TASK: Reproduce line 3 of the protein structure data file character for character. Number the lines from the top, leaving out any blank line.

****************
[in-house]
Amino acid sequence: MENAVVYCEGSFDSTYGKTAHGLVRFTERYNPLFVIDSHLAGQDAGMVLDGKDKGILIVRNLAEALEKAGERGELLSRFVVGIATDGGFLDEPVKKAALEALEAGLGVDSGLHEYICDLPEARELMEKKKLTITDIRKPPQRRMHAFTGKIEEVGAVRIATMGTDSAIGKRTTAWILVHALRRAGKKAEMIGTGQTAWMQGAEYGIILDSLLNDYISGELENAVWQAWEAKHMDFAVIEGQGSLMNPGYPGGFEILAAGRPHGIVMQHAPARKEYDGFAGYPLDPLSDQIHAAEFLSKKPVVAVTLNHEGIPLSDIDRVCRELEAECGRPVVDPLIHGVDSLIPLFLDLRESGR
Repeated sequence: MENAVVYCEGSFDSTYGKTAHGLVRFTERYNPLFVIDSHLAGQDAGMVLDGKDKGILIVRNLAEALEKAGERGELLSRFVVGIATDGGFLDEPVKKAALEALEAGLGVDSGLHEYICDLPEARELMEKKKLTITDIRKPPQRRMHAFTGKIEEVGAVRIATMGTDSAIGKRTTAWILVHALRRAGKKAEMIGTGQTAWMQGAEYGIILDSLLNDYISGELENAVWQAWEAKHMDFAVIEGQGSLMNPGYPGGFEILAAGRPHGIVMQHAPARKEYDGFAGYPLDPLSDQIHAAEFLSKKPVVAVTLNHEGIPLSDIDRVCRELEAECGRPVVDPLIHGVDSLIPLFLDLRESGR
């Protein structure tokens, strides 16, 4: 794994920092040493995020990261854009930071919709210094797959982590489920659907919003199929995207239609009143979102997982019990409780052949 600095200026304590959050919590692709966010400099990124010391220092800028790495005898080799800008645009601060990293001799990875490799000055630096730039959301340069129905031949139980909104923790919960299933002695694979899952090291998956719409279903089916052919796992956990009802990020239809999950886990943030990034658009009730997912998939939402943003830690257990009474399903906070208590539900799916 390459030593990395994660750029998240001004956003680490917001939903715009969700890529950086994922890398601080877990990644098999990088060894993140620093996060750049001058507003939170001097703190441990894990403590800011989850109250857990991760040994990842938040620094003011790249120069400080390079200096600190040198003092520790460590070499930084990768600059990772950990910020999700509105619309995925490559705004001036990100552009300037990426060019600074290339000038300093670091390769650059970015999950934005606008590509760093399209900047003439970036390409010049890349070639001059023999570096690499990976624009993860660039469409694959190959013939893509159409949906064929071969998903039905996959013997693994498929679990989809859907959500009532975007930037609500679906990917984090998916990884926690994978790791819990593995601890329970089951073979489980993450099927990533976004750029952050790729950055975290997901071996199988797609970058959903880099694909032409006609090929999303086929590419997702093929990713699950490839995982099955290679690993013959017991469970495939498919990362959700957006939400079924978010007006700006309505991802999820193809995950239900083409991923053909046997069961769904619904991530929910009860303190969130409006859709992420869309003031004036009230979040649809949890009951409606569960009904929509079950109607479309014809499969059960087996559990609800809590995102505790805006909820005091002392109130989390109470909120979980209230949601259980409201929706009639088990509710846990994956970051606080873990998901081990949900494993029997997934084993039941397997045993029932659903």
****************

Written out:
Repeated sequence: MENAVVYCEGSFDSTYGKTAHGLVRFTERYNPLFVIDSHLAGQDAGMVLDGKDKGILIVRNLAEALEKAGERGELLSRFVVGIATDGGFLDEPVKKAALEALEAGLGVDSGLHEYICDLPEARELMEKKKLTITDIRKPPQRRMHAFTGKIEEVGAVRIATMGTDSAIGKRTTAWILVHALRRAGKKAEMIGTGQTAWMQGAEYGIILDSLLNDYISGELENAVWQAWEAKHMDFAVIEGQGSLMNPGYPGGFEILAAGRPHGIVMQHAPARKEYDGFAGYPLDPLSDQIHAAEFLSKKPVVAVTLNHEGIPLSDIDRVCRELEAECGRPVVDPLIHGVDSLIPLFLDLRESGR